. In our opinion, the processes of changing of sovereignty nowadays are among those of much signific-ance. Presumably, if such processes (of course with much fluctuation)gain strength it will surely affect all spheres of life, including change of ideology and social psychology (the moment which is still underestim-ated by many analysts). Generally speaking, notwithstanding an ava-lanche of works devoted to the transformation of sovereignty, some top-ical aspects of the problem mentioned appear to have been disregarded.The present article is devoted to the analysis of one of such insuffi-ciently investigated aspects – the deliberate voluntary reduction of sov-ereign prerogatives.In the present paper we have tried to prove that on the whole global-ization contributes to the change and reduction of nomenclature andscope of state sovereign powers, and besides it is a bilateral process: onthe one hand, the factors are strengthening that fairly undermine thecountries' sovereignty, on the other – most states voluntarily and deliber-ately limit the scope of their sovereignty. Naturally, one can also speak about the whole range of important directions, tendencies and processes,which constitute manifold complicated (and in many respects contra-dictory) dynamics of world political processes; and, as a consequence,they do not only limit sovereignty but also, in some way, evidently con-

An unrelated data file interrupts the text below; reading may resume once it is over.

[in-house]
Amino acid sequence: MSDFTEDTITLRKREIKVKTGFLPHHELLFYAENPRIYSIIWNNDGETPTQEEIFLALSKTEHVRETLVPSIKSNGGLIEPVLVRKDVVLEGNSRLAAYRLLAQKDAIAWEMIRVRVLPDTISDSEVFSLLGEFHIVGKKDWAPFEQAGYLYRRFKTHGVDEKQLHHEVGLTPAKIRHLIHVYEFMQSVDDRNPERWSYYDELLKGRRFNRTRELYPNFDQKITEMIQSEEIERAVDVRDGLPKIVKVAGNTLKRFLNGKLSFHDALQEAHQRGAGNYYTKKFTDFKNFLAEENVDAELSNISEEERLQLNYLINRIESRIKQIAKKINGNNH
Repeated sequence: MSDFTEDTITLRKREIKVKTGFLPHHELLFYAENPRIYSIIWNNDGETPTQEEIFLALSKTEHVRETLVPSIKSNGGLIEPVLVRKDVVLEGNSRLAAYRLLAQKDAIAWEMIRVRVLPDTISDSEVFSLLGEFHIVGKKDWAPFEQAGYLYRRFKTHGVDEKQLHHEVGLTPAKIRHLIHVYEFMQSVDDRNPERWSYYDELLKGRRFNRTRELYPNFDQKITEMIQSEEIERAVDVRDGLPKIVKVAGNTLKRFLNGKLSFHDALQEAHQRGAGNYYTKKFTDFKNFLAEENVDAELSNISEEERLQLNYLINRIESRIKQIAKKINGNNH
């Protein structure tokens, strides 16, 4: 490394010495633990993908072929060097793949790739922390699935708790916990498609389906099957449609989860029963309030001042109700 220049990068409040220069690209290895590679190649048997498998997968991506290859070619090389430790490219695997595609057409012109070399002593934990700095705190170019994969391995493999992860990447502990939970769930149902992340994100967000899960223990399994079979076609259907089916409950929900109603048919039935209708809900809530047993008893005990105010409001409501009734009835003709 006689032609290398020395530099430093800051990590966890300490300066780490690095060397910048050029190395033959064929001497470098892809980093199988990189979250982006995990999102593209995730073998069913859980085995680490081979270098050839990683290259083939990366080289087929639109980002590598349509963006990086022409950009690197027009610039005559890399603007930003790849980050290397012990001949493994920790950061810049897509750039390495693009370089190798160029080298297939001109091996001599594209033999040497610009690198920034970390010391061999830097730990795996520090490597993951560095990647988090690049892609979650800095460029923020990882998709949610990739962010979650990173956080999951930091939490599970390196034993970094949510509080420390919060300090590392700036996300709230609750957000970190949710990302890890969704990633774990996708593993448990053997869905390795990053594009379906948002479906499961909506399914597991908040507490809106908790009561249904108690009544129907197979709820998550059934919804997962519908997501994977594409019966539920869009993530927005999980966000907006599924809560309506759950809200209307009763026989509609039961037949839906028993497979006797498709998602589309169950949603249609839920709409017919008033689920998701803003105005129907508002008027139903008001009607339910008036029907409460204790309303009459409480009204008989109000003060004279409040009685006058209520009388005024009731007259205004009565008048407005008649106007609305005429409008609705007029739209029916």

Grinin / Transformation Sovereignty and Globalization, pp. 191–224
191
 
Hierarchy and Power: Political Aspects of Modernity
solidate it (see
e.g.,
Weiss 2003; Courchene and Savoie 2003b: 8–9; for the analysis of various views on these problems see Thomson 1995;Held and McGrew 2003a, 2003b). Later, we will return to this point.But naturally, it is absolutely impossible to give the whole picture of all processes in one article, so our main task is to investigate the tendencyof changing and reducing of the modern prerogatives, especially in viewof voluntary actions of the owners of those prerogatives.
WHY IS THE NOTION OF SOVEREIGNTY DIFFICULTAND AMBIGUOUS?
In political science sovereignty is usually defined as the most essentialattribute of the state in the form of its complete self-sufficiency
i.e.,
itssupremacy in the domestic policy and independence in the foreign one(see
e.g.,
Jary and Jary 1999: 311; Averyanov 1993: 367; Held 2003:162–163). This notion became widespread in the 19
th
century. Butalready at the beginning of the Modern Age it got quite a definite inter- pretation in the works by Machiavelli, Bodin, Hobbs and others (see
e.g.,
Held 2003: 162–163; Hinsley 1989; Shinoda 2000; Ilyin 1993a,1993b, 2001).Within the Westphalian system of international relations, (it formedafter the Thirty Year War and 1648 Peace Treaties of Westphalia, see
e.g.,
Gross 1948) the principles of state sovereignty gradually obtainedthe all-European, and then universal appreciation (see about these prin-ciples Held
et al.
1999: 37–38). However, it is important to note that this‘normative trajectory’ of international law was fully described only bythe end of the 18
th
– early 19
th
century (
 Ibid.
: 37), this was especiallyconnected to the events of the Great French Revolution, and also with Napoleon Wars and a new order established after the Vienna Congressin 1815 (see about it,
e.g.,